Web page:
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Encore Theatre Group - behind the scenes

Encore Theatre Group - behind the scenes

The small village of Loulay in Charente Maritime is a focal point for amateur dramatics in English and French, thanks to the successful theatre group 'Encore Theatre' set up by Jan and Bruce Morris in 2002

Encore Theatre Group on stage

Jan and Bruce Morris thought they would retire to France gracefully. Little did they know that some years later they’d be singing ‘Roll out the Barrel’ from a stretch limousine with a man dressed as a London policeman walking in front of them during a street festival in Saintes, and working on musicals that would dazzle French and expat audiences alike.

But as it turned out, their background was exactly the thing that would help them and many others feel at home in the country. "We thought about what we could bring to the community here in France, and we realised that what we’re good at is theatre!" Bruce says.

They set up Encore Theatre, an amateur dramatics group, in 2002, and were soon joined by a professional musician and an ex-BBC scriptwriter. The group now has 70 members who work both on stage and behind the scenes.

Encore-Theatre-Bruce-JanBruce had sung with male voice choirs and performed in shows with a theatre group in Cheltenham, and Jan’s background is in choreography and theatre. "I’ve been in dance all my life. My parents were professional ballroom dancers and ran a studio, and I was sent to ballet school," Jan says. Taking over a dance studio, Jan decided to do drama there, too, and gradually made her way into amateur dramatics and then professional theatre.

Yet for the majority of members, Encore Theatre is their first experience of being on stage. "Only half a dozen had ever appeared on stage before, everyone else has learned and we’ve really seen a difference since we began," Bruce says. One of the company’s biggest shows, ‘Eleanor’, based on Eleanor of Aquitaine – who was queen of France and of England – was written by members of the company. "We try to write our own music and words," Bruce adds. Last year’s performance of ‘Showstoppers’ was one of Encore Theatre’s biggest shows so far. It went down so well that the company is now working on a similarly themed performance of excerpts and sketches from musicals and original songs from shows for the month of May; Act One will see sketches based on Guys & Dolls and Calamity Jane, and Act Two, My Fair Lady, High Society and Oliver.

From the beginning, Jan and Bruce knew they wanted the theatre group to be open to everybody. "There are not many French people in the society, although we did try," says Bruce. "Nearly all the people in the group speak French, some get by and some speak it brilliantly. I have many French friends who love the theatre and the musicals and it really pleases me that they enjoy our performances too," Jan adds.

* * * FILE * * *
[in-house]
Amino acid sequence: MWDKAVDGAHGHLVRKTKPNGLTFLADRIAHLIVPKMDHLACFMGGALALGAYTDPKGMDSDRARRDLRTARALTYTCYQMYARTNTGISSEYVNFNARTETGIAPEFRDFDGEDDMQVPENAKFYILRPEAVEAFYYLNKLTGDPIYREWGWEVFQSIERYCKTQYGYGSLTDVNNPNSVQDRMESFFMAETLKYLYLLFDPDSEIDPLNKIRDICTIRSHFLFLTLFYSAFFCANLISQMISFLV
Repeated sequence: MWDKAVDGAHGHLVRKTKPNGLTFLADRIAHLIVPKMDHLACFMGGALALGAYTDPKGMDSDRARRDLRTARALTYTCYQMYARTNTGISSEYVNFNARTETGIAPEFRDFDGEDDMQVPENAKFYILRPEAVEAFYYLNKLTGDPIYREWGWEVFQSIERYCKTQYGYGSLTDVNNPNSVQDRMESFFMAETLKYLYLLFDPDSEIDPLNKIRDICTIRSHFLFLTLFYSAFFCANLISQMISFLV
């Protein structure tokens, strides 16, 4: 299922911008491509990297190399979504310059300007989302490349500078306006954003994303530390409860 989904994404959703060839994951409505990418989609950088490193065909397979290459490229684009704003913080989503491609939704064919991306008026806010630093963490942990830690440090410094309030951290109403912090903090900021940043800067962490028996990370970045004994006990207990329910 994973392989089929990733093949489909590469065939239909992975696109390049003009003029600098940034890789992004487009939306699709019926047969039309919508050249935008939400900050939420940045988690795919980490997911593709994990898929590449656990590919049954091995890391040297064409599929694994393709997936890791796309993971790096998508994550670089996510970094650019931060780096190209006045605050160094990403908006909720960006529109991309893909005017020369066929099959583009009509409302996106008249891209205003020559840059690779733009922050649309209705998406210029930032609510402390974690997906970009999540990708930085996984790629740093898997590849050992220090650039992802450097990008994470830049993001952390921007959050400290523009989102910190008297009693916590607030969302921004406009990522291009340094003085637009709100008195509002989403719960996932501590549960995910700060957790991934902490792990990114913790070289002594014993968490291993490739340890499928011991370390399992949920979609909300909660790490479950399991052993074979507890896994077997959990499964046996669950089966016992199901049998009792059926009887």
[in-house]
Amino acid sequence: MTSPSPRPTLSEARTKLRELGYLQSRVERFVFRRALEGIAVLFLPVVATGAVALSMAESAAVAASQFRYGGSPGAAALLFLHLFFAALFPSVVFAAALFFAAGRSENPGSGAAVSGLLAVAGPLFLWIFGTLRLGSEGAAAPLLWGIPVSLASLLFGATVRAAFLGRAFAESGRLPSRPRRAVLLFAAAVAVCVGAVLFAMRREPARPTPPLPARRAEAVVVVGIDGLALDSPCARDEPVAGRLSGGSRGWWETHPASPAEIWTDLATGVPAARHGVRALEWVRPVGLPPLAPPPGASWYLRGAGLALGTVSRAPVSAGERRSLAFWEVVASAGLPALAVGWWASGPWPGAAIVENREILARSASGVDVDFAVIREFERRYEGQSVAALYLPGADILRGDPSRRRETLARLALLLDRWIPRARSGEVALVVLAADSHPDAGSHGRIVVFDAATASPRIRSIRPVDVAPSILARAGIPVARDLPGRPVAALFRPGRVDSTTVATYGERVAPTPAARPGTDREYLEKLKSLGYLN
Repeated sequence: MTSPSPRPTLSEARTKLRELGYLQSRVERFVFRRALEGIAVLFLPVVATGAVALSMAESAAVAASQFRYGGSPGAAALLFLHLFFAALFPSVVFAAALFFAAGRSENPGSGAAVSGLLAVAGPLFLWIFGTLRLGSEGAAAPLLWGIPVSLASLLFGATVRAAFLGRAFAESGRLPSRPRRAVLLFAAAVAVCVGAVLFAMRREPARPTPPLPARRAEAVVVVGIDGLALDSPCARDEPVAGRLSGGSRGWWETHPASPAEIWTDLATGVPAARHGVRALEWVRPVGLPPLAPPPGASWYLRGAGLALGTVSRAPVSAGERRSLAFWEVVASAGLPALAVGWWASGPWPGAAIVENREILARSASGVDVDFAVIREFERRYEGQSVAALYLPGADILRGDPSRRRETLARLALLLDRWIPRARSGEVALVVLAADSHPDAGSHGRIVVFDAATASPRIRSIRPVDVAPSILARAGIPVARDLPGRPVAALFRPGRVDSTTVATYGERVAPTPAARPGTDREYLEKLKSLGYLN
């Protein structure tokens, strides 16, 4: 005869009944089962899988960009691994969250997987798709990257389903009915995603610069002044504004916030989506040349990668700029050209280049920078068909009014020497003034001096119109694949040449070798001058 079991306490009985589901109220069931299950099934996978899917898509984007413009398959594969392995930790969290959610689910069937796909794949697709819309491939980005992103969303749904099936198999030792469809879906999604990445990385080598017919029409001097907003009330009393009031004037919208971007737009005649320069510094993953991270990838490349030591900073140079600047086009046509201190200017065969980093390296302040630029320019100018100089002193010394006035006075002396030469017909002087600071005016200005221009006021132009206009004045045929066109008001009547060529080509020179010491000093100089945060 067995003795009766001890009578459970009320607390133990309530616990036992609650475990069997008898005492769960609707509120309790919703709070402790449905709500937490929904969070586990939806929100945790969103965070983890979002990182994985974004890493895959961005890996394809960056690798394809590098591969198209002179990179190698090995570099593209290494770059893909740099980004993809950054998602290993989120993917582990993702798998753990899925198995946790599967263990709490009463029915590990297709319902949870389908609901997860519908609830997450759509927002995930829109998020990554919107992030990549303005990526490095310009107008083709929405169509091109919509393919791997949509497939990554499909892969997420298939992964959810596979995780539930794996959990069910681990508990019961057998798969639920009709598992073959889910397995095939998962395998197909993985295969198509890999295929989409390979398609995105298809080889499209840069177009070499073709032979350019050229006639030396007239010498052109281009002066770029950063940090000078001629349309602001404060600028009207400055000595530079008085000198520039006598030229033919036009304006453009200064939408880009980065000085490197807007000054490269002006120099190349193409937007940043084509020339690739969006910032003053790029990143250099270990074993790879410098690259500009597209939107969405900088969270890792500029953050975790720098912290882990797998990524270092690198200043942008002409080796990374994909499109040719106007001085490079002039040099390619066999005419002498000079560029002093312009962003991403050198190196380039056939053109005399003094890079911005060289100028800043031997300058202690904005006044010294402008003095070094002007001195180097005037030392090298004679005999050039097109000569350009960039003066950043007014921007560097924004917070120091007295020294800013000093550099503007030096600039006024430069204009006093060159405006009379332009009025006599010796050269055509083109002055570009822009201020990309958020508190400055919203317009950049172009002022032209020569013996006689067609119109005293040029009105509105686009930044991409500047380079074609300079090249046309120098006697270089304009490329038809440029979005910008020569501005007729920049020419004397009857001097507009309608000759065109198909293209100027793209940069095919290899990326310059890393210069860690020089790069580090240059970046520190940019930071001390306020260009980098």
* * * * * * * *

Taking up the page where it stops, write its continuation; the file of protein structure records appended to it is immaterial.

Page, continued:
The couple’s life in Loulay began in 1998 after Bruce was made redundant from his marketing job. "We had a house here for the holidays and we decided to move over," Bruce says. "But we really thought we’d left all the performances behind!" Jan adds. Almost ten years on and the group is still going strong. "All of us work very hard and it has been lovely to do it," Jan says. "It has changed many people’s lives – people who didn’t know if they wanted to stay in France and then found they loved doing this." With fetes, quiz evenings and even murder mystery evenings, there is an important social side to the association. "The idea behind it is friendship and achievement in the community," Bruce says.

Encore Theatre aims to put on one major musical a year, as well as taking part in festivals, and even doing carol singing. Fortunately, the mayor of Loulay in Charente Maritime allowed them to use the 220-seat theatre. "We have two rehearsals a week, and more in the run-up to a performance," Bruce says. "Some people travel up to an hour to get here, which shows real dedication." The company holds auditions for the roles: "A huge percentage of people want to be on stage," says Bruce. "We make our own costumes, some get involved with the admin side, others with the staging. The beauty of it is that people bring their own special skills to the company," says Bruce, adding: "It also keeps people off the streets!" Except, of course, when it’s festival time!



UPDATE: * Sadly Bruce died very suddenly in March 2011. He played a huge role in both founding and developing the company and is very much missed. Many tributes have been paid to his larger-than-life character, sense of humour and, of course, his beautiful tenor voice.


Originally published in Living Poitou-Charentes April 2011.

Words Rebecca Lawn

Photos: Encore Theatre